Mothering desires arise differently for women. The desire to give love, and by doing so to BE loving, is a strong desire for many women and me as well. I did not develop this orientation because I witnessed it from my parents, however. Mezey’s findings are correct, I believe, in that girls do not develop mothering desires simply on the basis of parent socialization. I definitely did not. Mezey relates that “the development of mothering desires is integral to the development of mothering decisions” (46). She goes on to say that social and cultural conditions largely dictate this process of developing the desire to mother. She says one reason often given as to why women want to become mothers is biological determinism. Women are programmed biologically, thus it’s a forgone conclusion that they will all want to become a mother. That’s not true, (but it may be for me). My mother was not biologically or in any other way driven to mother me. My mother did not give me the feeling of being seen, heard, known, or cherished. She also did not show me that mothering was something to aspire to. My grandmother (my father’s mother who helped raise me) was not domestic at all, but she was more maternal than my mother. My mother was in a band, a cocaine addict and I definitely saw her and knew that was not the way to be a mother or a person.
My grandmother did not socialize me into domesticity, but I found myself there regardless. My own mother did not want to be “chained”, like Kristy in Mezey’s work. The message I received was not to see that as a liberated way of living, but a disconnected, empty and loveless life. That was my interpretation of her life. Though she was a negative mother, I did not interpret motherhood as negative at all. I felt an even deeper desire to mother because of my own interpretation of my mother’s life. And I see it as empowering to be a stay at home mother, like, “Look what I get to do!”. Raising the next generation is pretty darn important.
My own experience of my mother and her abandonment of our relationship was partly informed by what I knew about her childhood. She had been abandoned; her mom and dad had divorced. I intuitively felt the connection between her not having a mother who really loved her and wanted to be her mother, and her glib, selfish attitude toward me. I identify very much with Diane in Mezey’s work. Diane says, “I just always wanted what everyone else had. For years I wanted…..a house, I wanted a white fence, I wanted kids and a dog and the whole family thing…..” (57). I see nothing wrong with craving the symbolic.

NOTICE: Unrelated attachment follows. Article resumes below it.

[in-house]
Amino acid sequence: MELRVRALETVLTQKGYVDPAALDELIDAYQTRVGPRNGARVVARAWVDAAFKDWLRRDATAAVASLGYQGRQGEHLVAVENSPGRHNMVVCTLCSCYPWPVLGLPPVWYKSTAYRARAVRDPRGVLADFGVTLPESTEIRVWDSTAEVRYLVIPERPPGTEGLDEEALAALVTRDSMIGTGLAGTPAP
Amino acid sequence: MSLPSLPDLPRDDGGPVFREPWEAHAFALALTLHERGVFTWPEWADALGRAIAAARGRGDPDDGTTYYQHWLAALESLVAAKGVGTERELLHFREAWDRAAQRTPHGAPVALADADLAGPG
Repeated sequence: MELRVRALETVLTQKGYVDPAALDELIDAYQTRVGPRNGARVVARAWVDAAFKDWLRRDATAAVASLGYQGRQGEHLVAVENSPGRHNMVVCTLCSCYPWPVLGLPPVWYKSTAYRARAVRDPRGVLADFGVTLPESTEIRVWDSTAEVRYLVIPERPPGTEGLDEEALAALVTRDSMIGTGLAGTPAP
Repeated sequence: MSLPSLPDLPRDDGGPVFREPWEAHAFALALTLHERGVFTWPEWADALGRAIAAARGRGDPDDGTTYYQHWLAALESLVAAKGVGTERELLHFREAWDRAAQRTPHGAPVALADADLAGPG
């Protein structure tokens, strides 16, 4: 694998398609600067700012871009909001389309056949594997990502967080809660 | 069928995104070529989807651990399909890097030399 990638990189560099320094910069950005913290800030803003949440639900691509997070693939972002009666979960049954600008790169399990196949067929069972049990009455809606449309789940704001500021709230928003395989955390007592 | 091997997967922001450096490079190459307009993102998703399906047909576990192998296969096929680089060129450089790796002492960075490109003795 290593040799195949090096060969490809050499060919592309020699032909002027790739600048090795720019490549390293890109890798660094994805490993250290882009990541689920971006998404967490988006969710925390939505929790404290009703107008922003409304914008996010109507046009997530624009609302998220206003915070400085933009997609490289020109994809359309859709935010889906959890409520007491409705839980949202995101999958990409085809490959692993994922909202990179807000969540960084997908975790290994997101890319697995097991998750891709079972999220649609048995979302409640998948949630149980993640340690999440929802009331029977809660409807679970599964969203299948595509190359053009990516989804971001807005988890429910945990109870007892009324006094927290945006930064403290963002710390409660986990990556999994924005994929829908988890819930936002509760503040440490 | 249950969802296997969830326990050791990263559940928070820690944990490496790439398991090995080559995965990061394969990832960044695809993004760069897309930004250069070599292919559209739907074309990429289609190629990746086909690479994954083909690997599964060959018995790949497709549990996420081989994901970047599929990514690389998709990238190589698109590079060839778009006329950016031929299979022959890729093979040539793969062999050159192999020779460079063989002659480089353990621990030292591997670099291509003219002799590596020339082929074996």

If a person wants the symbols of family life, such as white picket fences and the like, let them represent and externalize their deep desires. I was always like Diane, I craved and longed for what (it seemed like and certainly more people than not) most others had, two parents who loved one another, a house, safety, emotional, physical, psychosexual safety. The feeling that I could rest in the love my parents and our family shared was a deep desire I had. Stability. Knowing that my parents could handle anything and could create a stable, healthy, happy life. I knew families like that and I wanted that. The archetypal house, dog (or cats if you are us, both a dog and cats) two parents in love and a white picket fence, those symbols spoke to me.
My grandparents (father’s parents who raised me from age 10, after my father finally ran off my stepmother and no one was left to take care of me) used to belittle my dreams of the archetypal white picket fence. “There’s no such thing, Sarah”. “That’s just a dream, there is no such thing as perfect”. I was not asking for perfect, however. Just good enough, as the great D.W. Winnicott expressed. Well, guess what? I did not listen. They couldn’t see into the deeper symbolic meaning of what my broken heart was trying to say. While I do not actually have a white picket fence (HOA won’t allow it), I have everything that fence symbolized for me as a child.